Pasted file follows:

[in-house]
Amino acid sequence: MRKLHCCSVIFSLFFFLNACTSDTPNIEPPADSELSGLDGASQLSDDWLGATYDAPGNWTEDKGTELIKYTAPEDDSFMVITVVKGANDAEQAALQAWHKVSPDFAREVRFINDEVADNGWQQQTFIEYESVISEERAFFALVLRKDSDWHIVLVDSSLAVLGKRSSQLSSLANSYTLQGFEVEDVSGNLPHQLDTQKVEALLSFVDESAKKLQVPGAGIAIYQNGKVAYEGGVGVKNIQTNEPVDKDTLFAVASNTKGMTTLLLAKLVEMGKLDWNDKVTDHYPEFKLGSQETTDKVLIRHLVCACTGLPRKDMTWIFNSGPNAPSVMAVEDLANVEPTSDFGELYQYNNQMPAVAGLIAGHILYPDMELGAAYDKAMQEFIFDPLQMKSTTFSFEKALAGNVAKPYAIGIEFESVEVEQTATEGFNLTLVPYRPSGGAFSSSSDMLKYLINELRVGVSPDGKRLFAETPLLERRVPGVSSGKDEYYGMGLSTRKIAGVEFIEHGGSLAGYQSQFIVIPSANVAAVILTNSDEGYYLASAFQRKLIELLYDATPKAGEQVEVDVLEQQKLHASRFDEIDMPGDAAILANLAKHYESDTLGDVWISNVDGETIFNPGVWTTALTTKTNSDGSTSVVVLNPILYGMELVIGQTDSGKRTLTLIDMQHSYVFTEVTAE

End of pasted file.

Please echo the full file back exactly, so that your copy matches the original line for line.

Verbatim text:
[in-house]
Amino acid sequence: MRKLHCCSVIFSLFFFLNACTSDTPNIEPPADSELSGLDGASQLSDDWLGATYDAPGNWTEDKGTELIKYTAPEDDSFMVITVVKGANDAEQAALQAWHKVSPDFAREVRFINDEVADNGWQQQTFIEYESVISEERAFFALVLRKDSDWHIVLVDSSLAVLGKRSSQLSSLANSYTLQGFEVEDVSGNLPHQLDTQKVEALLSFVDESAKKLQVPGAGIAIYQNGKVAYEGGVGVKNIQTNEPVDKDTLFAVASNTKGMTTLLLAKLVEMGKLDWNDKVTDHYPEFKLGSQETTDKVLIRHLVCACTGLPRKDMTWIFNSGPNAPSVMAVEDLANVEPTSDFGELYQYNNQMPAVAGLIAGHILYPDMELGAAYDKAMQEFIFDPLQMKSTTFSFEKALAGNVAKPYAIGIEFESVEVEQTATEGFNLTLVPYRPSGGAFSSSSDMLKYLINELRVGVSPDGKRLFAETPLLERRVPGVSSGKDEYYGMGLSTRKIAGVEFIEHGGSLAGYQSQFIVIPSANVAAVILTNSDEGYYLASAFQRKLIELLYDATPKAGEQVEVDVLEQQKLHASRFDEIDMPGDAAILANLAKHYESDTLGDVWISNVDGETIFNPGVWTTALTTKTNSDGSTSVVVLNPILYGMELVIGQTDSGKRTLTLIDMQHSYVFTEVTAE